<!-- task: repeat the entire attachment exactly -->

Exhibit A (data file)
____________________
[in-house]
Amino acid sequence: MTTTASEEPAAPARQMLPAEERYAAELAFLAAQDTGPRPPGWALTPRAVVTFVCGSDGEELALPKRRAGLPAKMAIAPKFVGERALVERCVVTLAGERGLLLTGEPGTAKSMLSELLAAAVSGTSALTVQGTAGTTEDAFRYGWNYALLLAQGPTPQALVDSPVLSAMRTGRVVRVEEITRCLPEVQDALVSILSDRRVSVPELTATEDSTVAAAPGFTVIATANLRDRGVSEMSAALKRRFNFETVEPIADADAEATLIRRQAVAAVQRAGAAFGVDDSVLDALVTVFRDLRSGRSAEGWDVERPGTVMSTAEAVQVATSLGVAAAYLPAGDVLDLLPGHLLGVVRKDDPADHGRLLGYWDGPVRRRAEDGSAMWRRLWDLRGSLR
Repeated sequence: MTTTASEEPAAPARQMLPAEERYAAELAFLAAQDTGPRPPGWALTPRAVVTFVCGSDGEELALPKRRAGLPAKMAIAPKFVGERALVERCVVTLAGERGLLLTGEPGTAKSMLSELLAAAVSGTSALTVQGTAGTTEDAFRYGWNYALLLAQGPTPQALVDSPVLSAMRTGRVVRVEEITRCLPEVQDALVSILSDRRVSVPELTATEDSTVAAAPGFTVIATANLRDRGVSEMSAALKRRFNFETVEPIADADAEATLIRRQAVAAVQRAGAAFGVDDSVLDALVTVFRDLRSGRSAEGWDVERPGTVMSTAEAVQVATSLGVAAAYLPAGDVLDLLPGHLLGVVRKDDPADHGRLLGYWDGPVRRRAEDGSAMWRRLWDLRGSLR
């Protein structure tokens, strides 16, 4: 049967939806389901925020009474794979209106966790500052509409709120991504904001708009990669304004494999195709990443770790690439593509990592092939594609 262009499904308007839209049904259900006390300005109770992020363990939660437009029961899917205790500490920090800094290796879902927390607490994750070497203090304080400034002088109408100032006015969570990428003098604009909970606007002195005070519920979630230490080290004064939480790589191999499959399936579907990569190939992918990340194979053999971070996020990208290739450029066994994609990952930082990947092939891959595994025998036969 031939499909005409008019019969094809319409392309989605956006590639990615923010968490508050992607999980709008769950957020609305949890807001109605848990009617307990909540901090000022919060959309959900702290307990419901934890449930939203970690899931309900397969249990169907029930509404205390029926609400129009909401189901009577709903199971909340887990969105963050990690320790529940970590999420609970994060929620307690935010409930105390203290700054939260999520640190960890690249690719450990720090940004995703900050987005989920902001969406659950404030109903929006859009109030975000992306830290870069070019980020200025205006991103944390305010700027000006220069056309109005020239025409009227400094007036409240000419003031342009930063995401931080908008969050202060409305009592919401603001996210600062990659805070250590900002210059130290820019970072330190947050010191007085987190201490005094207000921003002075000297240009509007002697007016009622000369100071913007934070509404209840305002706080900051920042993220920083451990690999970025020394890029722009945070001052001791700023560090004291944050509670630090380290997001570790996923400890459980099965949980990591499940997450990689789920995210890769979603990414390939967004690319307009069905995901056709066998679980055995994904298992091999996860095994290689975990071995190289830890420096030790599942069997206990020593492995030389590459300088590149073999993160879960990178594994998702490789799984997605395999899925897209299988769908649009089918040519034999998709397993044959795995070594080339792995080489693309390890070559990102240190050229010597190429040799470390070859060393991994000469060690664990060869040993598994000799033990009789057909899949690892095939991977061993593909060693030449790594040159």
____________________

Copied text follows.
[in-house]
Amino acid sequence: MTTTASEEPAAPARQMLPAEERYAAELAFLAAQDTGPRPPGWALTPRAVVTFVCGSDGEELALPKRRAGLPAKMAIAPKFVGERALVERCVVTLAGERGLLLTGEPGTAKSMLSELLAAAVSGTSALTVQGTAGTTEDAFRYGWNYALLLAQGPTPQALVDSPVLSAMRTGRVVRVEEITRCLPEVQDALVSILSDRRVSVPELTATEDSTVAAAPGFTVIATANLRDRGVSEMSAALKRRFNFETVEPIADADAEATLIRRQAVAAVQRAGAAFGVDDSVLDALVTVFRDLRSGRSAEGWDVERPGTVMSTAEAVQVATSLGVAAAYLPAGDVLDLLPGHLLGVVRKDDPADHGRLLGYWDGPVRRRAEDGSAMWRRLWDLRGSLR
Repeated sequence: MTTTASEEPAAPARQMLPAEERYAAELAFLAAQDTGPRPPGWALTPRAVVTFVCGSDGEELALPKRRAGLPAKMAIAPKFVGERALVERCVVTLAGERGLLLTGEPGTAKSMLSELLAAAVSGTSALTVQGTAGTTEDAFRYGWNYALLLAQGPTPQALVDSPVLSAMRTGRVVRVEEITRCLPEVQDALVSILSDRRVSVPELTATEDSTVAAAPGFTVIATANLRDRGVSEMSAALKRRFNFETVEPIADADAEATLIRRQAVAAVQRAGAAFGVDDSVLDALVTVFRDLRSGRSAEGWDVERPGTVMSTAEAVQVATSLGVAAAYLPAGDVLDLLPGHLLGVVRKDDPADHGRLLGYWDGPVRRRAEDGSAMWRRLWDLRGSLR
């Protein structure tokens, strides 16, 4: 049967939806389901925020009474794979209106966790500052509409709120991504904001708009990669304004494999195709990443770790690439593509990592092939594609 262009499904308007839209049904259900006390300005109770992020363990939660437009029961899917205790500490920090800094290796879902927390607490994750070497203090304080400034002088109408100032006015969570990428003098604009909970606007002195005070519920979630230490080290004064939480790589191999499959399936579907990569190939992918990340194979053999971070996020990208290739450029066994994609990952930082990947092939891959595994025998036969 031939499909005409008019019969094809319409392309989605956006590639990615923010968490508050992607999980709008769950957020609305949890807001109605848990009617307990909540901090000022919060959309959900702290307990419901934890449930939203970690899931309900397969249990169907029930509404205390029926609400129009909401189901009577709903199971909340887990969105963050990690320790529940970590999420609970994060929620307690935010409930105390203290700054939260999520640190960890690249690719450990720090940004995703900050987005989920902001969406659950404030109903929006859009109030975000992306830290870069070019980020200025205006991103944390305010700027000006220069056309109005020239025409009227400094007036409240000419003031342009930063995401931080908008969050202060409305009592919401603001996210600062990659805070250590900002210059130290820019970072330190947050010191007085987190201490005094207000921003002075000297240009509007002697007016009622000369100071913007934070509404209840305002706080900051920042993220920083451990690999970025020394890029722009945070001052001791700023560090004291944050509670630090380290997001570790996923400890459980099965949980990591499940997450990689789920995210890769979603990414390939967004690319307009069905995901056709066998679980055995994904298992091999996860095994290689975990071995190289830890420096030790599942069997206990020593492995030389590459300088590149073999993160879960990178594994998702490789799984997605395999899925897209299988769908649009089918040519034999998709397993044959795995070594080339792995080489693309390890070559990102240190050229010597190429040799470390070859060393991994000469060690664990060869040993598994000799033990009789057909899949690892095939991977061993593909060693030449790594040159």